Meanwhile, IRL's Cheever Racing and Hemelgarn Racing--which was co-owned by NBA star Carmelo Anthony--folded recently. Several other teams have no primary sponsor and could shutter at season's end Sept. 10.
A.J. Foyt's diminished role as team owner throws that team's future into question. Foyt's son, Larry, is set to step in, but some observers think A.J.'s absence could kill the team's profile and sponsorship sales efforts. All told, IRL's car count could fall to 16 or less in 2007. The series started with 20 cars this year.
"The top teams are very stable," said Fred Nation, IRL spokesman and one of series President Tony George's top lieutenants. "A lot of the other teams are in the market for sponsors. That's really no different from any other series."
But recent comments by Rahal Letterman Racing co-owner Bobby Rahal indicated frustration and discord among the IRL's top-tier teams. Rahal later recanted statements made last month to reporters about departing the series. But he continues to indicate he could downsize his operation by two cars, to a single car. Rahal recently lost star driver Danica Patrick to Andretti Green Racing, which is one of the series' few prosperous teams.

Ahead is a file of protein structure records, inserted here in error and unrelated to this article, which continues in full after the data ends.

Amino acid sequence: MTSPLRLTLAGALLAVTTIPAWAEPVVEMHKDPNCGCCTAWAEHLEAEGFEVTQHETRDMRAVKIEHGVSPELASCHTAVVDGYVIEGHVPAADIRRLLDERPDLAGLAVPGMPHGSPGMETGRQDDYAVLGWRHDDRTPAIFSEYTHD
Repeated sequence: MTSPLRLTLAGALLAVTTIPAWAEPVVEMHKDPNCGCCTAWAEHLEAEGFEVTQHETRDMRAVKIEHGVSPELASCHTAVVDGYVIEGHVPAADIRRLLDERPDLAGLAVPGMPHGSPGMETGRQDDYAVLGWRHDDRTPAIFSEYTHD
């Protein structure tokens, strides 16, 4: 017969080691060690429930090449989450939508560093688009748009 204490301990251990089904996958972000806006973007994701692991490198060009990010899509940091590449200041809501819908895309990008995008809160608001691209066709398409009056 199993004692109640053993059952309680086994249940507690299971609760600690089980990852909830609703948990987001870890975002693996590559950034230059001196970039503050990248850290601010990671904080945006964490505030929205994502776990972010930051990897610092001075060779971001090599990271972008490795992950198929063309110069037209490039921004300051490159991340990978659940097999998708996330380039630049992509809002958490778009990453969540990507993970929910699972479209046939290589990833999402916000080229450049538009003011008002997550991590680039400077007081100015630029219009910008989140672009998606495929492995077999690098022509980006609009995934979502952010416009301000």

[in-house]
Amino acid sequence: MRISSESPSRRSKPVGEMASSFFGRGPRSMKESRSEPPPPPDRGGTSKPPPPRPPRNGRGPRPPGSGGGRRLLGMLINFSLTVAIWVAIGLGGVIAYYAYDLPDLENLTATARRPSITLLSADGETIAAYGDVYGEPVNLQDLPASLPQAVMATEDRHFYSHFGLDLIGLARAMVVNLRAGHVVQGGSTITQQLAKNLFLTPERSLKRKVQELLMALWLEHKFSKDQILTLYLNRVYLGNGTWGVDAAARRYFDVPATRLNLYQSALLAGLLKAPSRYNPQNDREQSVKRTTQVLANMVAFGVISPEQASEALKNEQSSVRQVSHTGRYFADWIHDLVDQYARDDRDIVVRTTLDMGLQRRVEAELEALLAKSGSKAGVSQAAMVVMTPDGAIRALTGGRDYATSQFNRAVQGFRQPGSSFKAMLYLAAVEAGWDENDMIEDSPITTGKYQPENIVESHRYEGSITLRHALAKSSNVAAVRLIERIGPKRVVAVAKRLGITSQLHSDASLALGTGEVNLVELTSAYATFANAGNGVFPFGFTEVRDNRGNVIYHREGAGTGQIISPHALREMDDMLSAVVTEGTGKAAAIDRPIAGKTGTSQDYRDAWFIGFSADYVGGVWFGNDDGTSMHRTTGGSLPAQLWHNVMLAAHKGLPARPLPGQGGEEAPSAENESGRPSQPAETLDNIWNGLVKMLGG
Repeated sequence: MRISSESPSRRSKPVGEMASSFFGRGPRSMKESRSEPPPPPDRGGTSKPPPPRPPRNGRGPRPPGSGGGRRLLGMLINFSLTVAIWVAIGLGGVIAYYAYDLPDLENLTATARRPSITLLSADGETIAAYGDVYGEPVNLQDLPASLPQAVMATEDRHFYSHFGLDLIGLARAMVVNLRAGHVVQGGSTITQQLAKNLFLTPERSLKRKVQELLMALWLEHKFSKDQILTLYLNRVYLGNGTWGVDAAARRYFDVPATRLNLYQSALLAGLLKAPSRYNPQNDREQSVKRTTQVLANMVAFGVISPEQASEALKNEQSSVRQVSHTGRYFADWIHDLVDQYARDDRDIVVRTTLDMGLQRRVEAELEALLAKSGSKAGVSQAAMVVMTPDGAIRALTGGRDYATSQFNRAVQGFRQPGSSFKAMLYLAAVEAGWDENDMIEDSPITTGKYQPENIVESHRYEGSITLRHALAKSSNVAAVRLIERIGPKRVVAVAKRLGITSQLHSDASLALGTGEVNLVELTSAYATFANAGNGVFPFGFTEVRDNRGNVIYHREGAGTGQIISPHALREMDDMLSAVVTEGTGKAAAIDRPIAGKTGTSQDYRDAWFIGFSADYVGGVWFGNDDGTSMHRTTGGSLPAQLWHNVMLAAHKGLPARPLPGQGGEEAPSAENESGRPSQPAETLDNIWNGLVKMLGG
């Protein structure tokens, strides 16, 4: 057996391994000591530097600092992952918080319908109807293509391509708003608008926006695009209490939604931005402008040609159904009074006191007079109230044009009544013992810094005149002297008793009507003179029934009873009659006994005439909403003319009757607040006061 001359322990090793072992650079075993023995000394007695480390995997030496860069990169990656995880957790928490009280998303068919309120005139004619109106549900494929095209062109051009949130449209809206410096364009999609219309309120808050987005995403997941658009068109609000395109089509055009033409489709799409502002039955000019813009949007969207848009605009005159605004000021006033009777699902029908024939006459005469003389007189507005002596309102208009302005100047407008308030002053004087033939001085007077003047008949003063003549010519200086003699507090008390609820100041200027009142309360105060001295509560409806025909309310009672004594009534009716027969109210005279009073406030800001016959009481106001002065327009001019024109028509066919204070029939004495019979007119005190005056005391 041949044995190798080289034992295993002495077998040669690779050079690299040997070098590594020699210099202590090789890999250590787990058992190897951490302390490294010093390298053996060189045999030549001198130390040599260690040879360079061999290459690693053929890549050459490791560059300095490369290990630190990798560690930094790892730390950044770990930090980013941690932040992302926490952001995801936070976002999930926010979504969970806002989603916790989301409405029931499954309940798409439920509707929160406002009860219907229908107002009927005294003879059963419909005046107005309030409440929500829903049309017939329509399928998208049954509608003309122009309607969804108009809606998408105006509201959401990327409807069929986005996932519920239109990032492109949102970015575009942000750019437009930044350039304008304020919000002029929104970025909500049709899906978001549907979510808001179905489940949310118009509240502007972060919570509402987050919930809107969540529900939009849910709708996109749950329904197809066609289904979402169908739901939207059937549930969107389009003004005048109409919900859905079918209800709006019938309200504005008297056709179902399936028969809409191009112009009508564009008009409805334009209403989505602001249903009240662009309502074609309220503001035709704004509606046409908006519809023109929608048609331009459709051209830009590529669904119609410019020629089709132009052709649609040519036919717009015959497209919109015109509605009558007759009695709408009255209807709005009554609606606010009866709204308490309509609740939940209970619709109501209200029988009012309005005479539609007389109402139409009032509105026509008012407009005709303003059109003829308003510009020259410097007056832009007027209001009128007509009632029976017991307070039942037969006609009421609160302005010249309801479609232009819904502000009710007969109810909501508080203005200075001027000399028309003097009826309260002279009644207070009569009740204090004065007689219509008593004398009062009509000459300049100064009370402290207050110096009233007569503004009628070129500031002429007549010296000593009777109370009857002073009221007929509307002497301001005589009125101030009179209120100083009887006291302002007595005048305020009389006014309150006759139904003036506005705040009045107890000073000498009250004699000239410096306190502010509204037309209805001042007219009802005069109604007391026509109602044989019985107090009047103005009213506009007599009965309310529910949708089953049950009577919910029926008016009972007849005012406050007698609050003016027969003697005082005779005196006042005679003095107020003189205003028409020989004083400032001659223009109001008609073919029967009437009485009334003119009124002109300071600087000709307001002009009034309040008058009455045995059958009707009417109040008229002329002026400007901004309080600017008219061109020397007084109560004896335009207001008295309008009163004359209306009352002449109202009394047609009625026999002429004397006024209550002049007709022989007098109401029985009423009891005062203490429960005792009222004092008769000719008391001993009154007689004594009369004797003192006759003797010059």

In the wake of Rahal's comments, officials for Ganassi Racing, Team Penske and Andretti Green came out in strong support of the IRL.
Nation said the IRL likely would have as many cars competing next year as Formula One, which is viewed as the pinnacle of open-wheel racing globally. F1 usually has 18 to 22 cars, but Dennis McAlpine, New York-based financial analyst covering motorsports and entertainment, said that's hardly a fair comparison.
"F1 has heavily sponsored, well-financed teams," McAlpine said. "The Indy Racing League has a number of teams running on a shoestring, and I don't see that changing any time soon."
And Champ Car is in no better shape, he said, with several teams surviving on subsidies from Kalkhoven. Champ Car officials were not available for comment.
"If Champ Car and Indy Racing League merged, I think they'd draw fan interest and sponsor support to have enough strong teams to field a good 20 cars," McAlpine said. "Instead, you have two North American-based open-wheel series on the edge of financial ruin."